By Sean Shacklett
Special to The Vindicator
Here are the facts:
If breast cancer is detected before it spreads beyond the breast, the 5-year relative survival rate is 98 percent. That number plummets to 23 percent once the cancer spreads to other parts of the body.
While Ohio ranks 32nd in the nation in incidence of breast cancer, the state is fourth in the nation in breast cancer mortality.
The facts tell us the best tool we have in the fight against the disease is early detection. This is why Ohio’s four affiliates of Susan G. Komen for the Cure support expansion of Ohio’s Medicaid program. As our state lawmakers decide on the question of expansion, it is important to know how expansion will impact the thousands of women in Ohio who lack breast health coverage and those who unfortunately may need breast cancer treatment.
There are 1.5 million Ohioans without health insurance. Within this population, there are thousands of women who delay or forego breast cancer screenings because they have no way to pay for the service. Many of these women will end up with late-stage cancers. The cost of their treatment can be five times more expensive than cancers caught earlier. This impacts every Ohioan, as those who have private insurance end up paying more to cover the uncompensated costs absorbed by hospitals, as well as public funds used to help cancer patients.
Ohio’s Breast and Cervical Cancer Project (BCCP) provides breast cancer screening and diagnostic services to many who do not initially qualify for Medicaid. Through the BCCP, when women are screened and diagnosed at a BCCP-affiliated clinic, they can qualify for Medicaid coverage for their treatment.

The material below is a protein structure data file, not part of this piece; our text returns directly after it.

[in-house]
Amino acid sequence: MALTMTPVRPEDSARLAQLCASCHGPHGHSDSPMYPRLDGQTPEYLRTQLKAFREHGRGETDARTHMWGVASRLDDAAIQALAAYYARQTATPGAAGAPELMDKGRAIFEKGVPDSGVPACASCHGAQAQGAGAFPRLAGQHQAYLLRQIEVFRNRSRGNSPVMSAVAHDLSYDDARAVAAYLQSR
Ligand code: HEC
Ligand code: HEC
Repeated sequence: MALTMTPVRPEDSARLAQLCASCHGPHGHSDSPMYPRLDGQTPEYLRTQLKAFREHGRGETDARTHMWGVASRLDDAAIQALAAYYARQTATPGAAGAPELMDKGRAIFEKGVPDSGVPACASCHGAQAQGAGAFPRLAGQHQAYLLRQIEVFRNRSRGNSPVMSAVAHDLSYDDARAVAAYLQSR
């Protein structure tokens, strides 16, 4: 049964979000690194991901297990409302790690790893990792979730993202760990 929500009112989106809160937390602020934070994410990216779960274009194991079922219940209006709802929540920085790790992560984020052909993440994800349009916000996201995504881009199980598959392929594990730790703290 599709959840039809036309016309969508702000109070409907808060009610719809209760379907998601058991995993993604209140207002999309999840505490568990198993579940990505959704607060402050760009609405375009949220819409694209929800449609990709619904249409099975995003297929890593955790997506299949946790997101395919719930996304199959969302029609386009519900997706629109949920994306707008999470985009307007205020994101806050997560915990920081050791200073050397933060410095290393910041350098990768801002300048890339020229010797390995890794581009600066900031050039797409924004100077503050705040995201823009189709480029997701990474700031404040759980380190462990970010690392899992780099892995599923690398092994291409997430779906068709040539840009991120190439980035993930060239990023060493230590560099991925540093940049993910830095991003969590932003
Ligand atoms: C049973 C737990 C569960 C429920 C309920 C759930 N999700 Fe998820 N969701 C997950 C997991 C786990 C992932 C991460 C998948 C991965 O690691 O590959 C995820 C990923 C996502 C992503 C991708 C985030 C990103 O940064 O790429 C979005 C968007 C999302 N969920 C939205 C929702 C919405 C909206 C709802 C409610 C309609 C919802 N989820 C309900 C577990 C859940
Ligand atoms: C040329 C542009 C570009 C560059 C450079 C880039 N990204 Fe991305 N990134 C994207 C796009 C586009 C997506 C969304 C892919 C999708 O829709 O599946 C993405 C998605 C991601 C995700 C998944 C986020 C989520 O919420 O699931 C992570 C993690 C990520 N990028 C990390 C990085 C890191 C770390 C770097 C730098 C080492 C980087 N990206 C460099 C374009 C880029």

With the challenging economic times in recent years, the number of women in Ohio who are eligible for the BCCP has almost doubled to 250,000 since 2008. And despite the program’s critical importance to these underserved women, the state budget appropriation to the BCCP has been reduced by nearly 70 percent during the same period. In 2011 there was only enough funding to provide screenings for 13,000 women or just over 5 percent of the eligible population.
We recognize our legislative leaders face extremely difficult choices to deal with limited budgets. However these women won’t disappear just because funding is reduced — and neither will their cancers.
Looking toward the implementation of the Affordable Care Act, Ohio has the opportunity to expand Medicaid to include hundreds of thousands of uninsured women. We believe that participating in the optional Medicaid expansion is good medicine for Ohio and a much needed resource that will help underserved Ohioans in need of important breast health services.
By choosing to expand Medicaid in Ohio, the state will receive more than $23.8 billion in federal funds over the next six years.
A recent study by the independent Health Policy Institute of Ohio (HPIO), with The Ohio State University, the Urban Institute and Regional Economic Models Inc., of the likely effects of Medicaid expansion on the Ohio taxpayer found that the costs to Ohioans were more than met by the savings realized.
If Ohio leaders say no to Medicaid expansion, these resources and support for life saving screenings they represent will go elsewhere. Not to other programs . . . to other states.
Sean Shacklett is executive director of Susan G. Komen for the Cure Northeast Ohio Affiliate. The four Ohio affiliates of the Susan G. Komen for the Cure promote and support breast health education programs as well as mammography and screening services throughout Ohio.